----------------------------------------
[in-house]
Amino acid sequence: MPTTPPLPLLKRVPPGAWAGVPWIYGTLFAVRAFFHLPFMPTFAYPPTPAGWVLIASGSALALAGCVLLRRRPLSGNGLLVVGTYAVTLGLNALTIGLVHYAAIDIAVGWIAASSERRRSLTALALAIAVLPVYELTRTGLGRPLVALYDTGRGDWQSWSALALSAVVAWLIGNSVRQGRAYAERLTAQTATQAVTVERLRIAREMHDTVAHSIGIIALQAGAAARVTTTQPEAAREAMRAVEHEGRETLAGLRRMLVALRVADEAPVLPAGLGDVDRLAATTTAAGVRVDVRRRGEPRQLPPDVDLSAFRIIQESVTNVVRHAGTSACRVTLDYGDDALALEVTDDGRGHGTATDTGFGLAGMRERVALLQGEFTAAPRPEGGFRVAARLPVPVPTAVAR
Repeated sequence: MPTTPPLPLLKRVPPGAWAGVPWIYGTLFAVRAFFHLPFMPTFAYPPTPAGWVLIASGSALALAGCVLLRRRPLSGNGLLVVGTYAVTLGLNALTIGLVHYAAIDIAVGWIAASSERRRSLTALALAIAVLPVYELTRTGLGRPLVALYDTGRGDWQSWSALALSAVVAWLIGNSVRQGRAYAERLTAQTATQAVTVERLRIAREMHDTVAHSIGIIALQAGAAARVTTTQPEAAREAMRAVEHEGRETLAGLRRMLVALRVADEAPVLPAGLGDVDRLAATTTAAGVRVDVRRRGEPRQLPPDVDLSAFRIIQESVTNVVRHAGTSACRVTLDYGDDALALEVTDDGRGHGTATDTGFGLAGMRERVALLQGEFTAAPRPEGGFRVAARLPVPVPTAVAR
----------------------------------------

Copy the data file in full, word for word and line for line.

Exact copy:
[in-house]
Amino acid sequence: MPTTPPLPLLKRVPPGAWAGVPWIYGTLFAVRAFFHLPFMPTFAYPPTPAGWVLIASGSALALAGCVLLRRRPLSGNGLLVVGTYAVTLGLNALTIGLVHYAAIDIAVGWIAASSERRRSLTALALAIAVLPVYELTRTGLGRPLVALYDTGRGDWQSWSALALSAVVAWLIGNSVRQGRAYAERLTAQTATQAVTVERLRIAREMHDTVAHSIGIIALQAGAAARVTTTQPEAAREAMRAVEHEGRETLAGLRRMLVALRVADEAPVLPAGLGDVDRLAATTTAAGVRVDVRRRGEPRQLPPDVDLSAFRIIQESVTNVVRHAGTSACRVTLDYGDDALALEVTDDGRGHGTATDTGFGLAGMRERVALLQGEFTAAPRPEGGFRVAARLPVPVPTAVAR
Repeated sequence: MPTTPPLPLLKRVPPGAWAGVPWIYGTLFAVRAFFHLPFMPTFAYPPTPAGWVLIASGSALALAGCVLLRRRPLSGNGLLVVGTYAVTLGLNALTIGLVHYAAIDIAVGWIAASSERRRSLTALALAIAVLPVYELTRTGLGRPLVALYDTGRGDWQSWSALALSAVVAWLIGNSVRQGRAYAERLTAQTATQAVTVERLRIAREMHDTVAHSIGIIALQAGAAARVTTTQPEAAREAMRAVEHEGRETLAGLRRMLVALRVADEAPVLPAGLGDVDRLAATTTAAGVRVDVRRRGEPRQLPPDVDLSAFRIIQESVTNVVRHAGTSACRVTLDYGDDALALEVTDDGRGHGTATDTGFGLAGMRERVALLQGEFTAAPRPEGGFRVAARLPVPVPTAVAR